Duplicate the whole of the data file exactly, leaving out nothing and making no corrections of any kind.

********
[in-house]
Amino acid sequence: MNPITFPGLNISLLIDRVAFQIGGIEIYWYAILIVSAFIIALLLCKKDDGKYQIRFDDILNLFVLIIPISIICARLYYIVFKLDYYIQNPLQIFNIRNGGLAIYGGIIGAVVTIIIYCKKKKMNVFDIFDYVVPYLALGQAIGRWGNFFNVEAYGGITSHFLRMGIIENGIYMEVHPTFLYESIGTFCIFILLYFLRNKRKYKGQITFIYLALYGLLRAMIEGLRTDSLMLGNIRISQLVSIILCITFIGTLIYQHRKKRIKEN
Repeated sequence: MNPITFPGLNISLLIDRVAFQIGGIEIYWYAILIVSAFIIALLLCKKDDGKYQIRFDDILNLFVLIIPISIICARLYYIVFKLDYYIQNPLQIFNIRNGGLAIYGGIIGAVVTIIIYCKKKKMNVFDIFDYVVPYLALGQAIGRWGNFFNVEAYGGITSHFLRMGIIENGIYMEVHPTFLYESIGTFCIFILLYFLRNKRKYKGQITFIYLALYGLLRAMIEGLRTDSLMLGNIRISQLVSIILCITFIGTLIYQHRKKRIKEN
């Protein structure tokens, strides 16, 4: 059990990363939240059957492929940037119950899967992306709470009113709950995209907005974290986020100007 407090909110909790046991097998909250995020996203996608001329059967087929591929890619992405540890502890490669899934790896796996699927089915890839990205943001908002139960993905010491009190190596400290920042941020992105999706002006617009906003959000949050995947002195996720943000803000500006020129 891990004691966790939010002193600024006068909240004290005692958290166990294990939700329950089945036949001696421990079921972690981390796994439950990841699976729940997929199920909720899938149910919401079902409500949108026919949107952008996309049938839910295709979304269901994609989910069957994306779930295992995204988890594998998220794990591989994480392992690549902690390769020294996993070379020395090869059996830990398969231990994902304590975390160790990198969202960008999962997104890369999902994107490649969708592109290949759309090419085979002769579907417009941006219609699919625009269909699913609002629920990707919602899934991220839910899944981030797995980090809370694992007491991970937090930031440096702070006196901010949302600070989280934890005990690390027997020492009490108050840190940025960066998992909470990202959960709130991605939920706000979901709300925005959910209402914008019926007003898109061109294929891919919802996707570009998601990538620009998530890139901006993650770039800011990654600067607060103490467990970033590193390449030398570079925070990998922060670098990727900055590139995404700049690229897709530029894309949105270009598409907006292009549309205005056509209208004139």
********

[in-house]
Amino acid sequence: MNPITFPGLNISLLIDRVAFQIGGIEIYWYAILIVSAFIIALLLCKKDDGKYQIRFDDILNLFVLIIPISIICARLYYIVFKLDYYIQNPLQIFNIRNGGLAIYGGIIGAVVTIIIYCKKKKMNVFDIFDYVVPYLALGQAIGRWGNFFNVEAYGGITSHFLRMGIIENGIYMEVHPTFLYESIGTFCIFILLYFLRNKRKYKGQITFIYLALYGLLRAMIEGLRTDSLMLGNIRISQLVSIILCITFIGTLIYQHRKKRIKEN
Repeated sequence: MNPITFPGLNISLLIDRVAFQIGGIEIYWYAILIVSAFIIALLLCKKDDGKYQIRFDDILNLFVLIIPISIICARLYYIVFKLDYYIQNPLQIFNIRNGGLAIYGGIIGAVVTIIIYCKKKKMNVFDIFDYVVPYLALGQAIGRWGNFFNVEAYGGITSHFLRMGIIENGIYMEVHPTFLYESIGTFCIFILLYFLRNKRKYKGQITFIYLALYGLLRAMIEGLRTDSLMLGNIRISQLVSIILCITFIGTLIYQHRKKRIKEN
């Protein structure tokens, strides 16, 4: 059990990363939240059957492929940037119950899967992306709470009113709950995209907005974290986020100007 407090909110909790046991097998909250995020996203996608001329059967087929591929890619992405540890502890490669899934790896796996699927089915890839990205943001908002139960993905010491009190190596400290920042941020992105999706002006617009906003959000949050995947002195996720943000803000500006020129 891990004691966790939010002193600024006068909240004290005692958290166990294990939700329950089945036949001696421990079921972690981390796994439950990841699976729940997929199920909720899938149910919401079902409500949108026919949107952008996309049938839910295709979304269901994609989910069957994306779930295992995204988890594998998220794990591989994480392992690549902690390769020294996993070379020395090869059996830990398969231990994902304590975390160790990198969202960008999962997104890369999902994107490649969708592109290949759309090419085979002769579907417009941006219609699919625009269909699913609002629920990707919602899934991220839910899944981030797995980090809370694992007491991970937090930031440096702070006196901010949302600070989280934890005990690390027997020492009490108050840190940025960066998992909470990202959960709130991605939920706000979901709300925005959910209402914008019926007003898109061109294929891919919802996707570009998601990538620009998530890139901006993650770039800011990654600067607060103490467990970033590193390449030398570079925070990998922060670098990727900055590139995404700049690229897709530029894309949105270009598409907006292009549309205005056509209208004139």